Women across the country all have their own opinions on recent political events, and the Women’s March is dominating a lot of female discourse. Unfortunately, there are many contradictions when discussing the march.
The most shocking though, is the case of women reproaching other women, then going on to reproach women as a whole.
The trend started on Facebook after the Jan. 21 Women’s Marches, and since seems to be gaining popularity among women who don’t condone the march.
“I don’t feel like these are issues,” or “What about women who have it worse in other countries?” have been the most common forms of reproach. A personal favorite of mine is, “We have these rights. It seems like a waste of time to go and march.”
Something that really sparked a flame was, “This makes me ashamed to be a woman.”
At first, the statement was so brash I had to take a step back.
I started looking into the types of women posting these statements. Many were mothers, many were employed and all of them seemed to wonder why the march was even happening or had false preconceptions that it was an attack on Washington and President Trump.
It occurred to me then that these women didn’t understand why the march happened. The march according, to the official webpage, was meant to be a statement about human rights. It never once mentioned a political party.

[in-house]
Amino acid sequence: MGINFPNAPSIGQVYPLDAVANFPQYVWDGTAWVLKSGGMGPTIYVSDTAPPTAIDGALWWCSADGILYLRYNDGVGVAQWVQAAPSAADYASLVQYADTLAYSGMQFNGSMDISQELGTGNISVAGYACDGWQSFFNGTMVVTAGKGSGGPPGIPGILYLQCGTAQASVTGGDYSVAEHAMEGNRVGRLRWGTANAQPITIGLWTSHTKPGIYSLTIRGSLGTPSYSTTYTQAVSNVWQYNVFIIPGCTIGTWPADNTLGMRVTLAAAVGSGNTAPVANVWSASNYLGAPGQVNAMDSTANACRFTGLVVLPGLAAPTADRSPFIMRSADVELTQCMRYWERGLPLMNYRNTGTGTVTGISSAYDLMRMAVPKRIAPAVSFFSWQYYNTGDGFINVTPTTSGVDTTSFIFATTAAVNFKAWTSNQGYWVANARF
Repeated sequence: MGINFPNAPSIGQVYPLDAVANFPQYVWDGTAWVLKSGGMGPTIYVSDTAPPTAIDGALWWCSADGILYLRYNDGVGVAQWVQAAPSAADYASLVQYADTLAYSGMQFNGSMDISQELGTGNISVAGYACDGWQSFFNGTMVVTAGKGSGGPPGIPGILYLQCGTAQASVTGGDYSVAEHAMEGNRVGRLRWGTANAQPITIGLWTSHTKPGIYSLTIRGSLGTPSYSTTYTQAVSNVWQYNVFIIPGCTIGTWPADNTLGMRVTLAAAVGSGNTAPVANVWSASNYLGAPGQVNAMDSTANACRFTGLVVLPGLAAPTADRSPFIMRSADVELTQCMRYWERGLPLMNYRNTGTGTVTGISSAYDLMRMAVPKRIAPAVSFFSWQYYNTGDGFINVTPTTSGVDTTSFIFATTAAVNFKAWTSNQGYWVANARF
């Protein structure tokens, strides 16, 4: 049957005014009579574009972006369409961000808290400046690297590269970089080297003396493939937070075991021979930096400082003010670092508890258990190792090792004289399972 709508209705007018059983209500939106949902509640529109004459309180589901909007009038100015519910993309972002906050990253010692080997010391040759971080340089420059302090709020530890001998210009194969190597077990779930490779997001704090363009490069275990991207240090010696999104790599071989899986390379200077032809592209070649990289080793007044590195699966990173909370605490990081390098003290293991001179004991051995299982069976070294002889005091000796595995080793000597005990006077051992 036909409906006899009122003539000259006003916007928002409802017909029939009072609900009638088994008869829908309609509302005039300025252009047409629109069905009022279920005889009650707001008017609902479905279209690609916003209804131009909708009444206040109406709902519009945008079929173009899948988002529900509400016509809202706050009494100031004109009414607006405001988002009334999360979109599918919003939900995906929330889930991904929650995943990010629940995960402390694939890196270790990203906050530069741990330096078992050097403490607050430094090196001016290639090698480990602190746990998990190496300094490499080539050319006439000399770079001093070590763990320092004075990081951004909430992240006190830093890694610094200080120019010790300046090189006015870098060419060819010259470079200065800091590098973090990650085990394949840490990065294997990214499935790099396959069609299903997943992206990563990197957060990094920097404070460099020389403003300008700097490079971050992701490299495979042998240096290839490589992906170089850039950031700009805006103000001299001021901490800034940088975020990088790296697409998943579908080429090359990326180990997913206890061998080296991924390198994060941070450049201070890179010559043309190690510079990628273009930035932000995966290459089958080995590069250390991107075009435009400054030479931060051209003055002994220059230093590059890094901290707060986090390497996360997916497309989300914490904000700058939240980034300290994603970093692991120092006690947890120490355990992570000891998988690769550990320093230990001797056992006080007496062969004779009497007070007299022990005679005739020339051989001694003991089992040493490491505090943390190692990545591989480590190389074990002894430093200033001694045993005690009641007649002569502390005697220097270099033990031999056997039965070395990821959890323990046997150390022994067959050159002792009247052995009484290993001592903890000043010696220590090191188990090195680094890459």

It read: “We stand together in solidarity with our partners and children for the protection of our rights, our safety, our health, and our families — recognizing that our vibrant and diverse communities are the strength of our country.”
The Women’s March was a unified movement to remind people of the rights that they have and and to stand together with those who are scared their rights will be infringed upon or taken away. It wasn’t just about women. There were men, people from the black community and the LGBT community.
They have a right to protest. Those who don’t agree have a right to disagree and be irritated at all of the Facebook posts. All of those are freedoms are given by the Constitution. What’s not OK is denouncing the gender of half the world’s population, simply because one doesn’t agree with them.
Denouncing oneself or another person for being a woman is why those people marched.
For a long time, society has been based around men, and to this day I have never heard a man say he was ashamed of his gender. There is nothing wrong with any gender, any group or any person, so people need to stop saying they are ashamed of what they are or ashamed of what someone else is.
People can disagree with each other all they want, but if they really don’t want any issues in America or any other country in the world, then they need to quit wasting their time being ashamed of others.
Mary Emert can be reached at firstname.lastname@example.org